400 degrees aluminum baking sheet with parchment paper on it. If you get creative you can fit a whole pound on one sheet pan. Also I find this method keeps the bacon fat fairly "clean" if you want to harvest it for later use.
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PostPosted: Sun Apr 18, 2010 4:49 pm    Post subject: Agree with the low oven method Reply with quote

Just in the past month or so, I've discovered the wonders of slow baking bacon in the oven, partially thanks to this site.

One morning, my wife wanted waffles. She's grown accustomed to my raised (yeasted) waffle recipe, which I usually let rise overnight. But I needed it for the morning, and it needs at least an hour for the yeast to ferment.

So I figured it was the perfect time to try out the slow baking method. I put the oven at 200 degrees (as suggested here), and the bacon cooked for about 90 minutes like that. No mess. No burnt stains on the aluminum foil (as I've seen before at high temperature). Perfectly clear drippings.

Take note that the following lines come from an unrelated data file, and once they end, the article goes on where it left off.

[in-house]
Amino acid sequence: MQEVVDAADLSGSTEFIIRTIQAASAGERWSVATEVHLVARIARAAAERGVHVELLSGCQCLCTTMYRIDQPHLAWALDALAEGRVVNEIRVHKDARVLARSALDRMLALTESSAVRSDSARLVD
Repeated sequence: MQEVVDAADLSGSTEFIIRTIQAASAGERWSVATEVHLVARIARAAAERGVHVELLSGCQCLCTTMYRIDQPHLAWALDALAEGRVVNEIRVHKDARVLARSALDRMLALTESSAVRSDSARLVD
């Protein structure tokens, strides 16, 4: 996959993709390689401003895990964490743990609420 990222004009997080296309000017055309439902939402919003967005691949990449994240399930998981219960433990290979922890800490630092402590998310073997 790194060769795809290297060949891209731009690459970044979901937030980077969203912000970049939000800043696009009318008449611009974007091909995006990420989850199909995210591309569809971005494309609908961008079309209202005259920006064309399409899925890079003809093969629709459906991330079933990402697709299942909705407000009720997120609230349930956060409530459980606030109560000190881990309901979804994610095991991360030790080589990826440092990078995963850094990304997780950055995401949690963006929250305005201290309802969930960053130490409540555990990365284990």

The bacon wasn't quite done at that point, so I turned the oven up slightly as I started to make the waffles. The flavor was UNBELIEVABLE. Texture was fantastic -- uniformly crispy with just the right amount of chewy. I had a guest for brunch as well as my wife; both said it was about the best bacon they had ever had.

Higher temperatures do the trick, but few comments seem to discuss trying the slow baking method. Yes, you need extra time, but some weekend morning when you're up early and the rest of the family is sleeping in, put the bacon in and just let it slow cook until people get up. You can always raise the temperature to finish it if you need to, but any additional time is worth it.
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PostPosted: Sun May 16, 2010 9:47 pm    Post subject: Grilling Bacon Reply with quote

I'm really surprised at how perfect your grilled bacon looked. So much so that it almost doesn't look real. I've grilled bacon before and it doesn't take but two minutes with the grill on low for that stuff to cause a pretty decent flare up and there wasn't one burned spot on your grilled bacon.
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PostPosted: Wed Jun 30, 2010 3:57 am    Post subject: Cooking Bacon Reply with quote

The instructions on my box of bacon say if preparing in an oven, cook at 400 degrees for 15-18 minutes. This seems to be in between the broiling method you used in part I and the slow cooking method you used in part II.